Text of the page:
You should alert the NY State Department of Labor here. Failure to pay salary is unlawful. I have to warn you, most people's experience is that they never get paid anything. In California, employee back wages are a preferred item in corporate bankruptcy. No idea about New York.


17

Social Security tax only applies to the first $118,500 you earn in a year. See the Social Security Administration's website for more info. You should see a 6.2% increase in after tax earnings now. If you switch employers mid-year, they will start withholding social security again.


15

A month is not four weeks, so your fortnightly pay is not half of your monthly pay. There are twelve months in a year but there are 52.18 weeks (allowing for leap years but not for the fact that 1900 and 2100 are not leap years). So your fortnightly pay should be (2 * 12/52.18) of your monthly pay, which would be $1362.44. In fact they've been slightly ...


15

The answer depends on this: If you had to hire someone to do what you are doing in the S-corp, what would you pay them? If you are doing semi-unskilled work part-time, then $20k might be reasonable. If you are a professional working full time, it's too low. Don't forget that, in addition to "billable" work, you are also doing office tasks, such as ...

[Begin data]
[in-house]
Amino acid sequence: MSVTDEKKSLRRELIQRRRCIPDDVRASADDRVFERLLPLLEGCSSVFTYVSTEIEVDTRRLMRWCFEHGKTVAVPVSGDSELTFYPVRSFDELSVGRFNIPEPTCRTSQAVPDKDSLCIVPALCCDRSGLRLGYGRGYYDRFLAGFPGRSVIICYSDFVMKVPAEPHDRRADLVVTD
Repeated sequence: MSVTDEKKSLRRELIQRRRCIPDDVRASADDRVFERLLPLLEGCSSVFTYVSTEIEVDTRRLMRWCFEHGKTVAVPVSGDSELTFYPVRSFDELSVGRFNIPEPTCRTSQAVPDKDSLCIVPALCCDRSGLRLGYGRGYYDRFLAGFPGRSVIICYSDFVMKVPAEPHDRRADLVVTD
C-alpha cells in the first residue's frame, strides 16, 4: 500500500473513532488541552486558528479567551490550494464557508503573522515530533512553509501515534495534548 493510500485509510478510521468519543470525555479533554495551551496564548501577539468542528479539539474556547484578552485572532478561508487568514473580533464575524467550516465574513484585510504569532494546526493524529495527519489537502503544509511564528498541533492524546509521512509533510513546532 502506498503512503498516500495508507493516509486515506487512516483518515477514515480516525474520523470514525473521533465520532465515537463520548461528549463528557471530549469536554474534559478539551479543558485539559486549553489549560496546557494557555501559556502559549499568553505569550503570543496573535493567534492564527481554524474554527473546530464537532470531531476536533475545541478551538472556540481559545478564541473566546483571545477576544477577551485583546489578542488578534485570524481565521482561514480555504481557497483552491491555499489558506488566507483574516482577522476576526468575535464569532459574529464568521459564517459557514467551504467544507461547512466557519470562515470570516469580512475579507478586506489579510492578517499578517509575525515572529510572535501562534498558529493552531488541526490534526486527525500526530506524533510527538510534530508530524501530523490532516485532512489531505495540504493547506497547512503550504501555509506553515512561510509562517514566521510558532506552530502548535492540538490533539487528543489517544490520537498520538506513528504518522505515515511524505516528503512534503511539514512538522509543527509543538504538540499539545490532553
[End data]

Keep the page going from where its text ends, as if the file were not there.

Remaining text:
15

In Singapore, this is sufficiently common that the Singapore IRS has a page on their website dedicated to informing employers of how to properly pay this under Responsibilites of an Employer. Specifically, tax paid by employer is taxable income for the employee (as it's really the employee's responsibility), so they must pay tax for that tax. A tax-on-...


14

The math in your question (and their "formula", to be honest) is complicating something rather simple: Are you paid $300 for two weeks' work or $300 for 1/2 months' work? You don't need to know how many fractions of a paycheck you get per month, or anything else. (In fact, that first bullet point of your top section essentially creates a loop that would ...


14

I actually think your boss is creating a problem for you. Of course it's taxable. The things IRS will look at (and they very well might, as it does stand out) what kind of payment is that. Why did it not go through payroll? The company may be at risk here for avoiding FICA/FUTA/workers' compensation insurance/State payroll taxes. Some are mandatory, and ...


14

No. Even if you don't need the additional salary income now, you might be able to contribute the incremental amount over the Roth max to either of the other two types of IRAs, or maybe even something else. You never want to take a lower salary, especially not in exchange for something that is conditional e.g. benefits. Your salary is the only thing that is ...